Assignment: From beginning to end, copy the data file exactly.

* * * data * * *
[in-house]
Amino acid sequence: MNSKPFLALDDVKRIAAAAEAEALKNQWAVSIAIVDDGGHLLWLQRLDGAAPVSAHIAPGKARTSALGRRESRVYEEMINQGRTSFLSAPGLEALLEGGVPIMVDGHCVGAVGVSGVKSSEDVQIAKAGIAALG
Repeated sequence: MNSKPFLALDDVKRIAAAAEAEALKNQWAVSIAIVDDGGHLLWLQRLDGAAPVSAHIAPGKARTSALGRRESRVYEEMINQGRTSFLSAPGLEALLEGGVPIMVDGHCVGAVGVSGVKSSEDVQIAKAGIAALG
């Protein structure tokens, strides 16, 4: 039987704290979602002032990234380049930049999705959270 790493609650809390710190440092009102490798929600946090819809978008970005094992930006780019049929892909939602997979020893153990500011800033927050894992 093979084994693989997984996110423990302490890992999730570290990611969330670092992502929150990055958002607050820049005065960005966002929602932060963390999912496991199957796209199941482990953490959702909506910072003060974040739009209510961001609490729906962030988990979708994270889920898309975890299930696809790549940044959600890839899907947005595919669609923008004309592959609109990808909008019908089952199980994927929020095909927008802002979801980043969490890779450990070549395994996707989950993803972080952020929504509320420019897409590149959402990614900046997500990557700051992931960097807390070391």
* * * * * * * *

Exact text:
[in-house]
Amino acid sequence: MNSKPFLALDDVKRIAAAAEAEALKNQWAVSIAIVDDGGHLLWLQRLDGAAPVSAHIAPGKARTSALGRRESRVYEEMINQGRTSFLSAPGLEALLEGGVPIMVDGHCVGAVGVSGVKSSEDVQIAKAGIAALG
Repeated sequence: MNSKPFLALDDVKRIAAAAEAEALKNQWAVSIAIVDDGGHLLWLQRLDGAAPVSAHIAPGKARTSALGRRESRVYEEMINQGRTSFLSAPGLEALLEGGVPIMVDGHCVGAVGVSGVKSSEDVQIAKAGIAALG
């Protein structure tokens, strides 16, 4: 039987704290979602002032990234380049930049999705959270 790493609650809390710190440092009102490798929600946090819809978008970005094992930006780019049929892909939602997979020893153990500011800033927050894992 093979084994693989997984996110423990302490890992999730570290990611969330670092992502929150990055958002607050820049005065960005966002929602932060963390999912496991199957796209199941482990953490959702909506910072003060974040739009209510961001609490729906962030988990979708994270889920898309975890299930696809790549940044959600890839899907947005595919669609923008004309592959609109990808909008019908089952199980994927929020095909927008802002979801980043969490890779450990070549395994996707989950993803972080952020929504509320420019897409590149959402990614900046997500990557700051992931960097807390070391």